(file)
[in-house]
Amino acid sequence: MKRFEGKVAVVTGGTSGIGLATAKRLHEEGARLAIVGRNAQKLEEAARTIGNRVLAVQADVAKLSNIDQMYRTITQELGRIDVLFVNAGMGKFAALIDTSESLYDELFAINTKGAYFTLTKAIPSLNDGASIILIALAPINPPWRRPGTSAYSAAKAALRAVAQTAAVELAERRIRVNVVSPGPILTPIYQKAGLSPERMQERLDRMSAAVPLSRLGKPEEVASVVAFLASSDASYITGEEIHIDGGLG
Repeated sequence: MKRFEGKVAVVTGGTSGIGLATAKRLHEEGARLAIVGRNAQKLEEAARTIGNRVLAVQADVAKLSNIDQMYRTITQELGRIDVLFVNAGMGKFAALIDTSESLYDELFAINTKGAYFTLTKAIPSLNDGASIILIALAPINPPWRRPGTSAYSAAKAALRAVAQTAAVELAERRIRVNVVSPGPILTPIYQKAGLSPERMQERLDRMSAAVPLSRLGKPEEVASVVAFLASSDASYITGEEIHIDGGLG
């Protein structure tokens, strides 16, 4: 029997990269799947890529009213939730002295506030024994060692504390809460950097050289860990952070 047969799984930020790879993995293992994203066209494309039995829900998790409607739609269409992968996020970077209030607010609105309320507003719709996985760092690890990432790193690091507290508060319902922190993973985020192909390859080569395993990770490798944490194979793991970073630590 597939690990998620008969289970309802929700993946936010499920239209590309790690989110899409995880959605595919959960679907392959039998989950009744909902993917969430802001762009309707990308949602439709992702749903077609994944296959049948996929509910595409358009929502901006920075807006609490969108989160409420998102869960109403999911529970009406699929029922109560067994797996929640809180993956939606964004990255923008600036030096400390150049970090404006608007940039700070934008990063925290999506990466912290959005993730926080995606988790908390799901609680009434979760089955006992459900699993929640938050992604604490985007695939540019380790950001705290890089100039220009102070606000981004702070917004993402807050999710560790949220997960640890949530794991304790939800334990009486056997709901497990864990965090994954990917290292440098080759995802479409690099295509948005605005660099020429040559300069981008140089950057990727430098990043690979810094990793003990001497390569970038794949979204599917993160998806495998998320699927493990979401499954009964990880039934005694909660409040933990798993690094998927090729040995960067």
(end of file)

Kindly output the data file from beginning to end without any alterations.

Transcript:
[in-house]
Amino acid sequence: MKRFEGKVAVVTGGTSGIGLATAKRLHEEGARLAIVGRNAQKLEEAARTIGNRVLAVQADVAKLSNIDQMYRTITQELGRIDVLFVNAGMGKFAALIDTSESLYDELFAINTKGAYFTLTKAIPSLNDGASIILIALAPINPPWRRPGTSAYSAAKAALRAVAQTAAVELAERRIRVNVVSPGPILTPIYQKAGLSPERMQERLDRMSAAVPLSRLGKPEEVASVVAFLASSDASYITGEEIHIDGGLG
Repeated sequence: MKRFEGKVAVVTGGTSGIGLATAKRLHEEGARLAIVGRNAQKLEEAARTIGNRVLAVQADVAKLSNIDQMYRTITQELGRIDVLFVNAGMGKFAALIDTSESLYDELFAINTKGAYFTLTKAIPSLNDGASIILIALAPINPPWRRPGTSAYSAAKAALRAVAQTAAVELAERRIRVNVVSPGPILTPIYQKAGLSPERMQERLDRMSAAVPLSRLGKPEEVASVVAFLASSDASYITGEEIHIDGGLG
């Protein structure tokens, strides 16, 4: 029997990269799947890529009213939730002295506030024994060692504390809460950097050289860990952070 047969799984930020790879993995293992994203066209494309039995829900998790409607739609269409992968996020970077209030607010609105309320507003719709996985760092690890990432790193690091507290508060319902922190993973985020192909390859080569395993990770490798944490194979793991970073630590 597939690990998620008969289970309802929700993946936010499920239209590309790690989110899409995880959605595919959960679907392959039998989950009744909902993917969430802001762009309707990308949602439709992702749903077609994944296959049948996929509910595409358009929502901006920075807006609490969108989160409420998102869960109403999911529970009406699929029922109560067994797996929640809180993956939606964004990255923008600036030096400390150049970090404006608007940039700070934008990063925290999506990466912290959005993730926080995606988790908390799901609680009434979760089955006992459900699993929640938050992604604490985007695939540019380790950001705290890089100039220009102070606000981004702070917004993402807050999710560790949220997960640890949530794991304790939800334990009486056997709901497990864990965090994954990917290292440098080759995802479409690099295509948005605005660099020429040559300069981008140089950057990727430098990043690979810094990793003990001497390569970038794949979204599917993160998806495998998320699927493990979401499954009964990880039934005694909660409040933990798993690094998927090729040995960067």